Day Ride: Bristol and West

North Devon coast, Exmoor and back to the Somerset Levels – the only problem was the seat…

Settling into an excessively sized latte on Minehead’s high street, the urge to keep looking over at Low-Fat across the street is irresistible. Low-Fat is my motorcycle – Bavaria’s finest F650, pleasingly devoid of modern fripperies such as ABS, semi-active suspension and cruise-control. Or indeed, comfort of any kind. Accordingly, the arrival at Minehead also brings cramp, sciatica and numbness.

Filling up with super-unleaded on the edge of town is a fraught affair due to Low-Fat’s frequently expressed dislike of hot restarts, but today he’s on good form. Better still, the sun makes a brief appearance just as we zoom out of town and across the edge of Exmoor via the A39. Reaching for the flip-down sun visor I wonder (and not for the first time) why the visor’s notch never lines up with the bridge of my nose. My wife claims its due to my wonky face. I think she’s just being nice.

Overlooking Porlock Bay.

With rain replacing drizzle, Porlock and its surely highway-standard-defying hill is slippery, and I make a mental note to switch from Metzeler Enduro 3s to something more refined at the earliest opportunity. Motorcycling on such a day never fails to remind me of the potential consequences of running out of talent at the wrong moment. But that’s probably also a large part of why we all love riding, right?

Passing through symbiotic Lynton/Lynmouth and after a brief chat with a nice guy riding a Fazer, Low-Fat and I look forward to reaching Ilfracombe. Debating, but finally eschewing a stop at the architectural statement of an arts centre (actually, I’ve always quite liked the building, which looks like a couple of cooling towers), Low-Fat feels drawn to Ilf’s harbour, where we find Damien Hirst’s Verity, who at 20m high is no stranger to controversy herself.

Lynmouth looks tranquil, but it’s seen a few storm surges.

From Braunton, we set off into typical North Devon misty-drizzle. Zooming back through the epicentre of Devonshire’s surf community, Croyde, it’s up onto Exmoor via the A3123 and B3358. Visibility deteriorates further as we gain higher ground, and the ceiling of my talent is again swiftly reached, resulting in Low-Fat rarely exceeding 40mph or fourth gear for the best part of an hour. This leaves plenty of time for insouciant sheep to glare at us wafting by for disturbing their quality graze time.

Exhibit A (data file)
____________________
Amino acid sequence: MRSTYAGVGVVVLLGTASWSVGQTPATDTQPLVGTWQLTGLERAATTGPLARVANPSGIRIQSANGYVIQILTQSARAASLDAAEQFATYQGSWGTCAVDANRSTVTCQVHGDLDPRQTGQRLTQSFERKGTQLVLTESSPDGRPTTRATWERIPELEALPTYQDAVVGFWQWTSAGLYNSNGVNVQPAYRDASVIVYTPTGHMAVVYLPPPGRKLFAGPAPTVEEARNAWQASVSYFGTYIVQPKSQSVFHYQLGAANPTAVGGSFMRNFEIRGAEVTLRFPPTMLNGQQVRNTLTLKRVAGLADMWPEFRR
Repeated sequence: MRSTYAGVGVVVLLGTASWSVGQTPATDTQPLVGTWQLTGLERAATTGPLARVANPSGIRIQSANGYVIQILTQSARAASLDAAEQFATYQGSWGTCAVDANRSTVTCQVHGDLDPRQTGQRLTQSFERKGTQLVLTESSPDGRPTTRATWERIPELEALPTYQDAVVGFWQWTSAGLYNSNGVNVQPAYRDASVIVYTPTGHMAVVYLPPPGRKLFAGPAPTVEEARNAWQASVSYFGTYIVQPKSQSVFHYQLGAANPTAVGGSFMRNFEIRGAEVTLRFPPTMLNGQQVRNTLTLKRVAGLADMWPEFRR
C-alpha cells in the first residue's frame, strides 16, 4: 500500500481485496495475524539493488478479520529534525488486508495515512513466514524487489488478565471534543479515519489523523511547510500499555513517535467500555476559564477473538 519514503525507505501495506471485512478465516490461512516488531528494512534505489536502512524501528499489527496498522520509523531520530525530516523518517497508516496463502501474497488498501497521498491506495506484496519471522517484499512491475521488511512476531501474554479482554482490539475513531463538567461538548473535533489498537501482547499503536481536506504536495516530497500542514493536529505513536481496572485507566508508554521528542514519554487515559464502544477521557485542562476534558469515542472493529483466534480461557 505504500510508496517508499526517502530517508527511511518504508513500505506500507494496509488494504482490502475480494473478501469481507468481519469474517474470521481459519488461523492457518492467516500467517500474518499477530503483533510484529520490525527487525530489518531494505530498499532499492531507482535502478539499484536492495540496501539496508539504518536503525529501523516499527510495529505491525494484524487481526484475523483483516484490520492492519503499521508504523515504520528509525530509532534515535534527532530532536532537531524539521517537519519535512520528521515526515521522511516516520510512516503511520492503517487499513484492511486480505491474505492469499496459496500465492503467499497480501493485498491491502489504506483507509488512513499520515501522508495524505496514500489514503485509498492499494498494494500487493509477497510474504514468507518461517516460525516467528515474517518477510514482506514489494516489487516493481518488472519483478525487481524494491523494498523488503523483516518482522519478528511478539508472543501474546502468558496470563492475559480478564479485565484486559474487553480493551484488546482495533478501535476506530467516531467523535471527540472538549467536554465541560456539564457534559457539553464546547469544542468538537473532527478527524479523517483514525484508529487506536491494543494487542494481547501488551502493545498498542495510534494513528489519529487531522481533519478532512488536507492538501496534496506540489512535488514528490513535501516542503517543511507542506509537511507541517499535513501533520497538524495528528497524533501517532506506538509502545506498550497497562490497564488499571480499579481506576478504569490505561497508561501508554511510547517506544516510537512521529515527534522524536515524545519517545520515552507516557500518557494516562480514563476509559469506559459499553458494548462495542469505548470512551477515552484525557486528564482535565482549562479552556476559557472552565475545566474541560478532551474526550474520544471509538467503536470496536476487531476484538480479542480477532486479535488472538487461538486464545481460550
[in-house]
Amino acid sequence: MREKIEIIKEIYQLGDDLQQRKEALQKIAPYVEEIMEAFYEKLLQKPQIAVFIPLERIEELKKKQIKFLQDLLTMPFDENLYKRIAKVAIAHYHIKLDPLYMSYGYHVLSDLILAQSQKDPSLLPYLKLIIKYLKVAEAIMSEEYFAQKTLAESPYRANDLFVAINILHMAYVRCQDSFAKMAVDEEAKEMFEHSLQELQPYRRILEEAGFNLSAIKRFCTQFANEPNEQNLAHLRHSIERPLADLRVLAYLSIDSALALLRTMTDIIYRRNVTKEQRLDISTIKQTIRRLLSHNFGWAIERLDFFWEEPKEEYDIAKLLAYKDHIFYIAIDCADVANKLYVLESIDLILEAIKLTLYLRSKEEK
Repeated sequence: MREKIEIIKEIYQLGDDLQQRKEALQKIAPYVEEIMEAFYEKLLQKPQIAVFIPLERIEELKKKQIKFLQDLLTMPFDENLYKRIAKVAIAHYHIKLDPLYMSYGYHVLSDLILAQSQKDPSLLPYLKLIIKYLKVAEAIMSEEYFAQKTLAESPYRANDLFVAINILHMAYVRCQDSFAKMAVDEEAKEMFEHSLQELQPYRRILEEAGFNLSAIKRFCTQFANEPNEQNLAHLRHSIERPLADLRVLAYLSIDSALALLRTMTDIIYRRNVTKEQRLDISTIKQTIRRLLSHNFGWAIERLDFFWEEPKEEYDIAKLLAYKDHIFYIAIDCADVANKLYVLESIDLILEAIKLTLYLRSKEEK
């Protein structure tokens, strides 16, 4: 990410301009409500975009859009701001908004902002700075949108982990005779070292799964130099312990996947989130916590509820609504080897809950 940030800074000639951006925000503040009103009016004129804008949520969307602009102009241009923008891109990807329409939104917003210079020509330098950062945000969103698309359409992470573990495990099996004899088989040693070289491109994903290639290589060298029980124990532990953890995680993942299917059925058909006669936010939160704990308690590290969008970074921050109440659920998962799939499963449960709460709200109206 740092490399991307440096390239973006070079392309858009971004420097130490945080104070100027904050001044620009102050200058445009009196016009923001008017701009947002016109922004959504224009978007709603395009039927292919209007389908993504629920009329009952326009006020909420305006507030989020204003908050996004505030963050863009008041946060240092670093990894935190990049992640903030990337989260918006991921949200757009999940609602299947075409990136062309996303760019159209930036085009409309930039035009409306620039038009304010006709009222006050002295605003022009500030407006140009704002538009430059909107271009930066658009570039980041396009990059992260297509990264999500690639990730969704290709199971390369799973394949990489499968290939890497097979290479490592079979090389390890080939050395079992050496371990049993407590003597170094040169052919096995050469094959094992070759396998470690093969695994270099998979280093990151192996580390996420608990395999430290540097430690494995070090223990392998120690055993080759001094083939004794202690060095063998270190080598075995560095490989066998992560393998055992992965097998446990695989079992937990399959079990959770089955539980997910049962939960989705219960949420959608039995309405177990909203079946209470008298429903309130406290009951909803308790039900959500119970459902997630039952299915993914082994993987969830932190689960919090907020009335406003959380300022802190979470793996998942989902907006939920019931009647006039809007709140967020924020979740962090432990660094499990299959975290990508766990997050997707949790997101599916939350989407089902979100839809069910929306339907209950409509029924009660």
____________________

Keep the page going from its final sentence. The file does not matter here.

Damien Hirst’s Verity (taller than the Angel of the North) guards Illfracombe’s harbour.

Simonsbath in the middle of Exmoor brings a smile. Ironically so, as I hate taking a bath, regarding it an anachronistic way to clean oneself in an age of power-showers and bidets. Dropping down through historic Dunster, we rejoin the A39, before swiftly turning off again to Blue Anchor and Watchet – the former being a ‘blink and you miss it’ affair, the latter a charming fishing village within which we contemplate stopping. Both places hold some nostalgia by proxy, being my father’s boyhood holiday destination of choice. I speculate that neither have probably changed much since those post-war years, aside from, perhaps, the distant views of Hinkley Point’s reactor and turbine halls.

One of the less twisty roads.

The return leg through Bridgwater is punctuated by stop-start traffic queues and construction sites. I gain the impression that, contrary to my view of the place on the way down (a bit ho-hum) Bridgwater is in fact the Dubai of Somerset, with waves of capital investment, minus the sweltering 40 degree ambient temperatures and the need for outdoor air conditioning. Riders motorcycle dealership catches my eye as I pass through yet another set of temporary traffic lights and I contemplate calling in and literally begging for a part-exchange on a Harley with a soft seat. I may even have a bit of a cry when discussing the lowered seat option on a Road King. However, Low-Fat quickly threatens mutiny, so I swiftly push the thought to the guilty pleasures’ part of my mind and move on.

Finally, my behind decides that I need to stop for another hulking great latte and a break from what is clearly the hardest substance known to man – my bike’s seat. Weston-super-Mare proves to be a happy hunting ground for such things, and my tender parts get the temporary respite they so desperately need before we head out on the Locking Road towards Blagdon and Priddy.

A BMW called Low-Fat contemplates the Bristol Channel.

Now, the A368 is rather nice, and we both delight in its sweepy nature. It’s nothing particularly crazy you understand, just a nice flowing road with plenty of elevational change. Even the returning drizzle doesn’t dampen our enthusiasm, and it’s a delight to hear the repeated kerchunk of Low-Fat’s oh so Germanic gear change. Low-Fat confides that he loathes straight, fast roads and I wholeheartedly agree. He goes on to suggest that he’d much prefer a properly hardcore off-road route, but that’s where we diverge.

We reach Bath Spa in good time, and from that it’s only a stone’s throw home, weaving through middle-class traffic and tourists. Low-Fat gets parked up and we admire each other, both of us mud splattered and smelly. The bike’s got a tarnished chain and some 300 miles added to the clock, and I’ve got stubble and a sore rear end. Marvellous!

Words & photography: Simon T Smith

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